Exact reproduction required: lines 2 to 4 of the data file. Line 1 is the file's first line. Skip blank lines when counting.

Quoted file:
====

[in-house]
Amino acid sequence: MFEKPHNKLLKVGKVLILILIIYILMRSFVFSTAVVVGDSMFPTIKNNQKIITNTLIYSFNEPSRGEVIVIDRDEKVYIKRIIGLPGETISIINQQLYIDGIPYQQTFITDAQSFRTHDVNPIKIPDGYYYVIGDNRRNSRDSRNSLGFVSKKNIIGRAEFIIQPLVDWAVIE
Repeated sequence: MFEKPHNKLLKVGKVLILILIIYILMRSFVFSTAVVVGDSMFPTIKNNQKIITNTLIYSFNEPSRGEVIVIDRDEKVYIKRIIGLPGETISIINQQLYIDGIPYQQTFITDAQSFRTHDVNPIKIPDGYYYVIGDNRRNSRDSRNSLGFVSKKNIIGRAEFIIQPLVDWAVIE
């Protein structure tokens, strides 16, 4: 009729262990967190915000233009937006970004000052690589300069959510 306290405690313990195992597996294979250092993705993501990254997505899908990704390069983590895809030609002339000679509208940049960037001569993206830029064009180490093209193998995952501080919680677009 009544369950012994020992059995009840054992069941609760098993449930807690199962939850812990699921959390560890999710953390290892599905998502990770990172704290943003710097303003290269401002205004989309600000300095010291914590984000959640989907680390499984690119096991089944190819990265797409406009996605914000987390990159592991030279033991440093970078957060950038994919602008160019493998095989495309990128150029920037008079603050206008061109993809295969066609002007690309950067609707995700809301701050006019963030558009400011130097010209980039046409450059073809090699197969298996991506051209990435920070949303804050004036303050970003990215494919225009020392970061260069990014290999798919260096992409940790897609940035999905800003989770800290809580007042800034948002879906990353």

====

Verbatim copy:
Amino acid sequence: MFEKPHNKLLKVGKVLILILIIYILMRSFVFSTAVVVGDSMFPTIKNNQKIITNTLIYSFNEPSRGEVIVIDRDEKVYIKRIIGLPGETISIINQQLYIDGIPYQQTFITDAQSFRTHDVNPIKIPDGYYYVIGDNRRNSRDSRNSLGFVSKKNIIGRAEFIIQPLVDWAVIE
Repeated sequence: MFEKPHNKLLKVGKVLILILIIYILMRSFVFSTAVVVGDSMFPTIKNNQKIITNTLIYSFNEPSRGEVIVIDRDEKVYIKRIIGLPGETISIINQQLYIDGIPYQQTFITDAQSFRTHDVNPIKIPDGYYYVIGDNRRNSRDSRNSLGFVSKKNIIGRAEFIIQPLVDWAVIE
């Protein structure tokens, strides 16, 4: 009729262990967190915000233009937006970004000052690589300069959510 306290405690313990195992597996294979250092993705993501990254997505899908990704390069983590895809030609002339000679509208940049960037001569993206830029064009180490093209193998995952501080919680677009 009544369950012994020992059995009840054992069941609760098993449930807690199962939850812990699921959390560890999710953390290892599905998502990770990172704290943003710097303003290269401002205004989309600000300095010291914590984000959640989907680390499984690119096991089944190819990265797409406009996605914000987390990159592991030279033991440093970078957060950038994919602008160019493998095989495309990128150029920037008079603050206008061109993809295969066609002007690309950067609707995700809301701050006019963030558009400011130097010209980039046409450059073809090699197969298996991506051209990435920070949303804050004036303050970003990215494919225009020392970061260069990014290999798919260096992409940790897609940035999905800003989770800290809580007042800034948002879906990353």